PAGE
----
What You Wear Could Affect Your Life Insurance Premiums

Posted on October 21, 2015 and updated October 21, 2015 in Life Insurance Canada News 4 min read
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Earlier this year, John Hancock Financial, an American subsidiary of the Canadian insurance company Manulife Financial, made headlines in the life insurance industry when it started to hand out a Fitbit to its new life insurance policyholders.

A Fitbit is an electronic wristband that can track the wearer’s daily physical activity. This includes being able to sense how many steps a wearer takes, the number of calories burned, floors climbed, heart rate levels and the intensity/duration of any other physical activity the wearer performs.

Normally, the data from Fitbits is used by people to monitor how much exercise they perform daily and the data from a Fitbit is kept confidential and sent directly to the owner of the Fitbit.

John Hancock Financial, however, is using the Fitbit quite differently.

All of the Fitbit devices the company hands out to its policyholders transmit data about those policyholders’ physical activities directly to the company itself. With this data, John Hancock Financial has created a tracking system focused on something that it calls “vitality points”. Policyholders who have a very healthy lifestyle and exercise regularly can earn vitality points.

These points can then be redeemed into travel, shopping and entertainment-related rewards. The company has also promised that the policyholders with a very healthy lifestyle could receive a discount of up to 15% off their annual premiums.

At first glance, all of this seems like a great idea. The people who exercise daily and are healthy are expected to live longer because they continue to pay premiums and don’t require an early policy payout. These people are often a life insurance company’s best customers, so, they should be rewarded by getting discounted premiums right?

Unfortunately, discounted premiums idea healthy people and the use of the Fitbit technology could also have several negative impacts.

Firstly, if healthy and physically active people get discounted life insurance policies, where will the life insurance companies find the money to cover that resulting financial loss? The easy answer to that question is that people with regular or poor health will likely end up paying higher premiums so their life insurance company can balance out its books and keep its profit margins up.

This could marginalize an entire group of people simply because of their weight or their inability to perform physical activities. John Hancock Financial has said they will charge lower premiums to policyholders who opt in to the company’s vitality points program. This means that policyholders who are unable to opt in to the program have to pay more for the exact same insurance products.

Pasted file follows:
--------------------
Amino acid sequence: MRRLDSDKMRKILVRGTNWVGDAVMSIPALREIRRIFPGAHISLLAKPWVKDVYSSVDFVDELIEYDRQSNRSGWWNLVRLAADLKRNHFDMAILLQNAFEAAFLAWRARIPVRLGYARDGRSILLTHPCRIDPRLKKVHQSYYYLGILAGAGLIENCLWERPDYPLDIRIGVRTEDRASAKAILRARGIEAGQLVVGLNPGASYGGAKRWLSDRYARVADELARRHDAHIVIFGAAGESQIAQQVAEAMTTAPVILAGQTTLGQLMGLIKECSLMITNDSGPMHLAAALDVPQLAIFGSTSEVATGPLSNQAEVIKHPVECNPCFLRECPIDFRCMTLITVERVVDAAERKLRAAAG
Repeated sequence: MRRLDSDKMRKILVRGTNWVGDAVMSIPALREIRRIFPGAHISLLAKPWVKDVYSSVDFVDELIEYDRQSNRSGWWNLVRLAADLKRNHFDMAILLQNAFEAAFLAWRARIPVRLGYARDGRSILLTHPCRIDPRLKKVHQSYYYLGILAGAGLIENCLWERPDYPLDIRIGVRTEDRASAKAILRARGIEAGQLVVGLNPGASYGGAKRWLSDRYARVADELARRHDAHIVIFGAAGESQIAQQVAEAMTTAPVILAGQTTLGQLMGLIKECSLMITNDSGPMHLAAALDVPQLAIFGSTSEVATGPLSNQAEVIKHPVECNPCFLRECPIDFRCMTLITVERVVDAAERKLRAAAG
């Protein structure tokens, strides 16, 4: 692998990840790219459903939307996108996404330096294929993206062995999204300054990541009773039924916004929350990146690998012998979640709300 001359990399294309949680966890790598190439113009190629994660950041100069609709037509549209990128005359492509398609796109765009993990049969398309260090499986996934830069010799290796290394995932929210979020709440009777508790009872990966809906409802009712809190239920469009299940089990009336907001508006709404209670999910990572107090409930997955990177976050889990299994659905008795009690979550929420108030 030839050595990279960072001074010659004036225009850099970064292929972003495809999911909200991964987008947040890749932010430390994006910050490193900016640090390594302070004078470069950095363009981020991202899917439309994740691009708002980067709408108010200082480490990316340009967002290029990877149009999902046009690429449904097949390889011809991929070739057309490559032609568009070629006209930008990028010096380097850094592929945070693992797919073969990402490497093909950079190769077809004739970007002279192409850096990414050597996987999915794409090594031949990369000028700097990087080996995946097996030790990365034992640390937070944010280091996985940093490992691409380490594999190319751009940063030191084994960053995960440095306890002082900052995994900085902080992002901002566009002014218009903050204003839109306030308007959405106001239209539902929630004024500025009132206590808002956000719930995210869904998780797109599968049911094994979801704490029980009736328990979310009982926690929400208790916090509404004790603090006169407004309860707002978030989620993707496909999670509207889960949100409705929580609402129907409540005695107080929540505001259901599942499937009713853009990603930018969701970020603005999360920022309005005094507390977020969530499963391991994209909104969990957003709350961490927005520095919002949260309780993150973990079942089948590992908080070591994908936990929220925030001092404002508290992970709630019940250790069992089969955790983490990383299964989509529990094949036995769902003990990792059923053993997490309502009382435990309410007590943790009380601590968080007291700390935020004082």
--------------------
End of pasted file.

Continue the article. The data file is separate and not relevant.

Incorporating Fitbit technology into the life insurance industry could also end up slowing the underwriting process down for customers looking to purchase a life insurance policy quickly. Instead of being evaluated based on their existing medical records, customers would likely have to undergo a lengthy evaluation with a Fitbit before being underwritten.

Like mentioned above, John Hancock Financial has said that policyholders who sign up for its vitality points program will pay a lower starting premium. But, the company has also stressed that a policyholder’s premium could increase if they can no longer maintain the required healthy lifestyle.

This means that using Fitbit technology could put pressure on policyholders and force them into making certain choices. For example, a policyholder could be forced to not eat certain foods so they can keep their weight under a certain level. They could also be forced to do a certain amount of daily exercise, even if they don’t the time or desire to do so. Essentially, policyholders wouldn’t have the freedom or the flexibility to make their own life choices.

Security and privacy are also major issues when it comes to using this technology. As previously discussed, the Fitbit can record a policyholder’s private information. This information goes directly to a life insurance company. Even if this company promises that the information it is getting will be safe, policyholders have no way of guaranteeing that their private data won’t be shared with someone else or used for other purposes. After all, companies have been hacked or have illegally sold private data before.

While using Fitbit technology for life insurance purposes has a few good advantages, the potential negative impacts from implementing this practice are just too great to ignore at the moment. More research and study is definitely needed before other companies start following in John Hancock Financial’s footsteps.

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Ami Maishlish
Ami Maishlish

This practice deserves to be frowned upon in the strongest terms! Life insureds are not dangerous criminals, terrorists, or sex offenders who need to be tethered to electronic devices to track their minute by minute activities. The mere thought of the idea of subjecting consumers to this type of maltreatment by a for-profit financial institution is revolting to say the least…and I am trying my best to use the mildest term that comes to mind.

LSM Insurance
LSM Insurance

Hard to imagine a practice like this 10 or even 5 years ago.